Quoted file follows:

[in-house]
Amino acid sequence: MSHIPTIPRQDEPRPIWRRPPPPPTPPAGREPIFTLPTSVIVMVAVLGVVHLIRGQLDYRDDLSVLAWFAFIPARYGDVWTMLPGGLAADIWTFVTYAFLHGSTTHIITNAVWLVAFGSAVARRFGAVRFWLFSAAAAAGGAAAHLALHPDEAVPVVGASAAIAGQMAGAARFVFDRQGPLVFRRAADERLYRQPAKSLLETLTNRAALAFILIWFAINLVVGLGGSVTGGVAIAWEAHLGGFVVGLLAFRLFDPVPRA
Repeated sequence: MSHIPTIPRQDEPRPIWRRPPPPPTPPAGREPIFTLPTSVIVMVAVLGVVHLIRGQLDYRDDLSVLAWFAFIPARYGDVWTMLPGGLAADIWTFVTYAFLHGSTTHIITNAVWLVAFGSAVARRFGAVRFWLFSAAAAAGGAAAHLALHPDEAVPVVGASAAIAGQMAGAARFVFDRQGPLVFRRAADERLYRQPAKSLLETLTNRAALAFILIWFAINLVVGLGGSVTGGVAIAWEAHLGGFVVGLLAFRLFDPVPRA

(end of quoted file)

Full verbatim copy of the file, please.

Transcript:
[in-house]
Amino acid sequence: MSHIPTIPRQDEPRPIWRRPPPPPTPPAGREPIFTLPTSVIVMVAVLGVVHLIRGQLDYRDDLSVLAWFAFIPARYGDVWTMLPGGLAADIWTFVTYAFLHGSTTHIITNAVWLVAFGSAVARRFGAVRFWLFSAAAAAGGAAAHLALHPDEAVPVVGASAAIAGQMAGAARFVFDRQGPLVFRRAADERLYRQPAKSLLETLTNRAALAFILIWFAINLVVGLGGSVTGGVAIAWEAHLGGFVVGLLAFRLFDPVPRA
Repeated sequence: MSHIPTIPRQDEPRPIWRRPPPPPTPPAGREPIFTLPTSVIVMVAVLGVVHLIRGQLDYRDDLSVLAWFAFIPARYGDVWTMLPGGLAADIWTFVTYAFLHGSTTHIITNAVWLVAFGSAVARRFGAVRFWLFSAAAAAGGAAAHLALHPDEAVPVVGASAAIAGQMAGAARFVFDRQGPLVFRRAADERLYRQPAKSLLETLTNRAALAFILIWFAINLVVGLGGSVTGGVAIAWEAHLGGFVVGLLAFRLFDPVPRA